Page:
We have conclusively shown in previous pieces that it would have been
impossible for the Temple of Solomon to have been built on the "Haram
Al-Sharif". However, that does not imply that our location above the Gihon
Spring is problem free. To be intellectually honest therefore requires
that we point out those problems. It is something that the proponents of
the "Haram" theory should have done years ago.
Firstly a brief recap. of the main reasons the earlier Temples could NOT have
been built upon the Haram Al-Sharif.
1) Leen Ritmeyer who is the world's leading expert on the architecture of the
Haram states that in many places there are 30 to 40 courses of the original
Herodian Structure BELOW ground. This in addition to the massive remains
still above the ground from that era. How then could Josephus (the ONLY
contemporaneous account of the geography of Jerusalem at the time) and those he
quotes, maintain that Jerusalem and the Temple were destroyed down to bedrock
with NOTHING remaining. The fact is that anyone viewing Jerusalem AFTER
the destruction MUST have seen a massive structure still intact. If that
structure was NOT Jerusalem and NOT the site of the Temple it MUST have been the
Roman Fort Antonia.
2) Like many of the Christian sites in Jerusalem, the whereabouts of the
original site of the Temple was lost for many generations. It has to be
remembered that is was only 150 years ago that the City of David was thought to
be on the Western Hill. The discovery of the inscription in Hezekiah's tunnel
was the proof that was needed. Before that it was taken for granted that
Zion and the City of David were in what turned out to be completely the wrong
location. Scholars were still arguing the facts less than 100 years ago.
3) From any tactical and geographical consideration the original Temple of
Solomon would never have been built in an exposed northern "suburb". It
must rather have been built in the Center of the City of David which by
coincidence is right beside the Gihon Spring.
4) For religious and practical reasons (due to the vast amount of animal
sacrifices taking place) it was necessary to build the Temple near fresh running
water. There is none on the Haram and only the Gihon Spring was such a
source at the time of King David and King Solomon.
5) Josephus was quite precise in describing the southern Royal Court of the
Temple enclosure. It stretched from valley to valley and was 606 ft. long.
The minimum distance from valley to valley on the Temple Mount is 917 ft. We
have published maps which show that this description exactly fits the location
above the Gihon Spring.
6) Fort Antonia was described by Josephus as being like a city with large
areas for troop parades etc. A legion of troops (5000 fighting and 5000
support) was housed there. Only the Haram fits the description and the
small area now designated the site of the Fort would have been impossibly small.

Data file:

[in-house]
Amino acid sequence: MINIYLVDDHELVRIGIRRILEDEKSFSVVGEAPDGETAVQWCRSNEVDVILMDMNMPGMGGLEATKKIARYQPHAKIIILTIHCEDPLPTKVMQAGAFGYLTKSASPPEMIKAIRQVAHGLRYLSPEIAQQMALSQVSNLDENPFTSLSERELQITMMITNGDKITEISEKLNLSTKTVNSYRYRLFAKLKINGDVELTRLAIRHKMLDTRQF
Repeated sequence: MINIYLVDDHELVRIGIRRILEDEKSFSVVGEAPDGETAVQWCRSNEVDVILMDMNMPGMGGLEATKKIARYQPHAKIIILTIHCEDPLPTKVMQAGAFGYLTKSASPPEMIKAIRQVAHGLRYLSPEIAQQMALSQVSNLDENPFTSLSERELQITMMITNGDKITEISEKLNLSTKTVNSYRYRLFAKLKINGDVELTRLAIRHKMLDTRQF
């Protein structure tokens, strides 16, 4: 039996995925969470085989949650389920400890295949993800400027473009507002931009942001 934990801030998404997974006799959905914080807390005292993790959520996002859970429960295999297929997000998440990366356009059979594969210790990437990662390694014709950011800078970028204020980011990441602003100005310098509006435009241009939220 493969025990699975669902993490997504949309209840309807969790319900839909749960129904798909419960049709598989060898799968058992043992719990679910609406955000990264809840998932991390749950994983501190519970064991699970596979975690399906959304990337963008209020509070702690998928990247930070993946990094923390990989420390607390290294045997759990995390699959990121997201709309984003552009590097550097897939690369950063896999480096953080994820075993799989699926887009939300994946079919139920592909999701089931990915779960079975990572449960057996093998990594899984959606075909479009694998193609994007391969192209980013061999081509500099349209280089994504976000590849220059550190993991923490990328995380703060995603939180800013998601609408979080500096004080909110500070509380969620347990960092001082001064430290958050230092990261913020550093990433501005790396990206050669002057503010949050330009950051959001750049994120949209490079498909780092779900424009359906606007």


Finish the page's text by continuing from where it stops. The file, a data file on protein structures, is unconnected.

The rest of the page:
7) King Solomon built the Temple on the site of the threshing floor of
Araunah which was IN the City of David. The Haram never was.
8) Like all major fortresses Josephus describes Fort Antonia as being built
over a "rock" the highest point of the area. No Biblical description of
the Temples includes such a feature.
9) The "Wailing Wall" in the early literature including the Talmud refers to
the western wall of the Temple itself. Nobody believes that the wall
described today is anything other than the outer wall of a Herodian structure.
Where is the original "Wailing Wall"?
10) In 2000 years of research, excavation and exploration including a
protracted search by the Templars, not ONE single artifact from the Temples of
Jerusalem has ever been found. This fact alone has given ammunition to the
minimalists who claim that both King David and King Solomon were mythical
characters and that Solomon's Temple never even existed.
Now the problems.
1) If one goes to Jerusalem today and looks over the Haram from the Mount of
Olives, one cannot help but be impressed by the sheer massive size of the
structure, especially the walls surrounding the location of the Dome of the Rock
and the Al Aksa Mosque.
Leen Ritmeyer, the foremost architectural expert on the Haram in the world
today states that the number of levels of Herodian stones under the ground far
exceeds those that are obvious above ground today. Thus at the end of the
destruction of Jerusalem in 70 C.E. this structure was massive and impressive.
It almost dwarfs the City of David.
Now this of course is the reason why the Haram could NOT have been the
location of the Temple. Contrary to the eyewitness reports it was not
overturned in such a way that no stone rested upon another nor destroyed to the
level of the foundations.
Here is the problem. It was so massive and so much remained, why did
not eyewitness to the events of the destruction of even afterwards refer to this
massive structure? You can't miss it today with Jerusalem totally built up
all around it, how much more obvious it must have been with total destruction
everywhere. Yes, nobody refers to it as if it didn't exist. Only
Eleazar makes an oblique reference.